Oct 19 2021

Selecting Signage for Clarity and Reliability in Command and Control Centers

Advances in LED and LCD technologies help deliver better resolution, longer lifespans and more flexible presentation options for government agencies.

Command and control centers are a crucial tool for government agencies, transportation authorities and utility providers to monitor daily operations, identify problems and respond to emergencies or natural disasters.

Armed with the latest digital display technologies, including Direct View LED (DVLED) displays, LCD flat panels and projection systems, these spaces allow response teams to quickly gather large amounts of actionable information from a variety of sources. With so many different ways to design a system, choosing the right components is important to maximize utility and value.

When we visualize a command and control (C&C) center, there are distinct needs that must be met. While the size of the room, the team that works in it and the responsibilities members hold are all variables, virtually every C&C center relies on desktop workstations and large, wall-mounted displays to enable rapid research and present information.

As Internet of Things sensors become more common and their functionality expands, they will likely be tied into centers to deliver nearly unlimited real-time information and support more informed decisions.

Display Technologies Enhance Command Center Productivity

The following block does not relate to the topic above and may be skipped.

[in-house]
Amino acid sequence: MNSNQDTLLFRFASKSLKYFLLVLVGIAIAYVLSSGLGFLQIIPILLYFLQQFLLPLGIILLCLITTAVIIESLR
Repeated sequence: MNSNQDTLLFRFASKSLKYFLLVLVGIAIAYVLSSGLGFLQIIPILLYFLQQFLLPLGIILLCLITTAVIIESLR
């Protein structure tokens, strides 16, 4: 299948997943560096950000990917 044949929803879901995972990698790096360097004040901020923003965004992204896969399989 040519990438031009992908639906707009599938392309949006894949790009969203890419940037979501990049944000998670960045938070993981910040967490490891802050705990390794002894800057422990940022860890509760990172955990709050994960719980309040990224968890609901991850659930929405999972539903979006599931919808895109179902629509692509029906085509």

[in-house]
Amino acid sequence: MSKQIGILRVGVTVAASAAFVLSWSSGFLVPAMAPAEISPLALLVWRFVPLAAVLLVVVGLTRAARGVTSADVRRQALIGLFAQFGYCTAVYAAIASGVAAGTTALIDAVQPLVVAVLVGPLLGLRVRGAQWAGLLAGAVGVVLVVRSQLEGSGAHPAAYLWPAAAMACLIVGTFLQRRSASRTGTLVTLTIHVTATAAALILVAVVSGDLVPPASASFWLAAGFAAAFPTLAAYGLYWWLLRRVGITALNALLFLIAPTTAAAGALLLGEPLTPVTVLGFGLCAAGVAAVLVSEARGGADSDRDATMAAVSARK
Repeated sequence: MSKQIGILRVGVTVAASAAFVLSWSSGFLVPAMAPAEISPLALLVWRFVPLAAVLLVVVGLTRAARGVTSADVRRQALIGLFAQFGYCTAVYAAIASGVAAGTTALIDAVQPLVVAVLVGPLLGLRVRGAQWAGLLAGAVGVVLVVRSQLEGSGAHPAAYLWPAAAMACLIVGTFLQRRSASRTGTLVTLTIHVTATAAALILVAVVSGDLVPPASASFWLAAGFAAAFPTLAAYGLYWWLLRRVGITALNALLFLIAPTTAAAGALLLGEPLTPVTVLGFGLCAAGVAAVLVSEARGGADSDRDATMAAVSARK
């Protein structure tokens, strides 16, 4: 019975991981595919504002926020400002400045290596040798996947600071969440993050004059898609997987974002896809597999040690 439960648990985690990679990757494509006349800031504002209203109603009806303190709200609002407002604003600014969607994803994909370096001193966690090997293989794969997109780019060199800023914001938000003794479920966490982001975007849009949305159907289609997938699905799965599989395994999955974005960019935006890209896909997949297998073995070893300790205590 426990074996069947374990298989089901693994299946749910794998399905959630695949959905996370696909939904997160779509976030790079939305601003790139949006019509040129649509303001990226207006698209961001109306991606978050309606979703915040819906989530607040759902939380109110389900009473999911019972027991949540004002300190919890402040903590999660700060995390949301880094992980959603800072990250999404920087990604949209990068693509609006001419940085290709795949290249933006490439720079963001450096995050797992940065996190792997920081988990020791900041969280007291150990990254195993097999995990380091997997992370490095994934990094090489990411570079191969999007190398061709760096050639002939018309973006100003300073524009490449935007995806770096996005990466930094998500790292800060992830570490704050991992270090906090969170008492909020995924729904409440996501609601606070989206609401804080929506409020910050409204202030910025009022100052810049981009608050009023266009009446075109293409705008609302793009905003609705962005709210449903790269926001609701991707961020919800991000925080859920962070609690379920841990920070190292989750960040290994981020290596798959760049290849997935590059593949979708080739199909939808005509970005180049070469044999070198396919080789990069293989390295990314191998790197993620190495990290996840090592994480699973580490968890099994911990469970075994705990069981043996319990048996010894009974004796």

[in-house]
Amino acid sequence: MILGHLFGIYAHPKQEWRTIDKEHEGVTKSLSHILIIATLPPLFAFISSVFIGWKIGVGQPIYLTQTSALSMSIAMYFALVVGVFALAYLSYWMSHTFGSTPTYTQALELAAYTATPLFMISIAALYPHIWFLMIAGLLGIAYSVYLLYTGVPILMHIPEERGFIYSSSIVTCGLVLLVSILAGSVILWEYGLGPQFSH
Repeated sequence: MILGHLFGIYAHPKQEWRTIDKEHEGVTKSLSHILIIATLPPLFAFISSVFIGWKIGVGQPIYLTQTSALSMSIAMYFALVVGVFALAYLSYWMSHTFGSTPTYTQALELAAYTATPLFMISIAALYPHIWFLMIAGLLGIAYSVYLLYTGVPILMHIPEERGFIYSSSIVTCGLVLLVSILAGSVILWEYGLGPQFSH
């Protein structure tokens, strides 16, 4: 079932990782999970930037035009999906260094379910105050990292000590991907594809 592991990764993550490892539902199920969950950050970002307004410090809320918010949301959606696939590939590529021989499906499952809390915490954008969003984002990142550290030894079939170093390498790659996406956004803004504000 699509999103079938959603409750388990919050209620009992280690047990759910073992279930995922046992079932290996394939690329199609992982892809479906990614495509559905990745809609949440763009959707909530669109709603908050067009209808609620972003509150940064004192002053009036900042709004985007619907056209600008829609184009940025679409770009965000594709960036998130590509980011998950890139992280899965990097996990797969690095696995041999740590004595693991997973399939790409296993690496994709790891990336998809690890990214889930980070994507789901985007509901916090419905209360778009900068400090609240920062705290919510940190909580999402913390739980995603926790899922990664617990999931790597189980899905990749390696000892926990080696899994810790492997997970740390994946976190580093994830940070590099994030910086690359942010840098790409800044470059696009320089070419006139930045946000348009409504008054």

As personal computer displays have evolved, the bigger, brighter and sharper canvasses have proved hugely beneficial for emergency response and oversight operations.

In fact, in recent years, manufacturers have unveiled a number of ultra-widescreen desktop monitors with aspect ratios of 21:9 or greater and resolutions as high as 5K.

These generous landscape displays provide the ability to host multiple windows on a single screen, allowing workers to quickly research, evaluate, discuss and disseminate pertinent data. Curved models add ergonomic user benefits, and displays with in-plane switching panels exhibit excellent off-axis viewing that can aid in collaboration.

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Custom DVLED Solutions Suit Unique Needs

In addition to individual desktop monitors, any number of large displays may be needed to share real-time surveillance feeds, images, live news feeds, charts, graphs or other data to everyone in the room.

For permanent needs, wall-mounted DVLED displays are a strong option based on their reliability, custom sizing options, off-axis visibility and an industrywide expectation of 100,000 hours of operation. For 24/7 C&C centers, this means users can expect a minimum of 11 years of consistent performance.

DVLED displays are also highly flexible. With multiple manufacturers offering customizations that include size, shape, brightness, pixel pitch and curvature, DVLED displays can fit virtually anywhere they are desired, even on curved walls or pillars.

When combined with proper content management systems, users can split up and arrange the available screen space to broadcast multiple feeds from various sources. Some models offer specialized features or add-ons, such as weatherproofing for dusty or humid environments or ambient light sensors that enable automatic brightness adjustments.

EXPLORE: How can agencies benefit from using advanced video wall technology?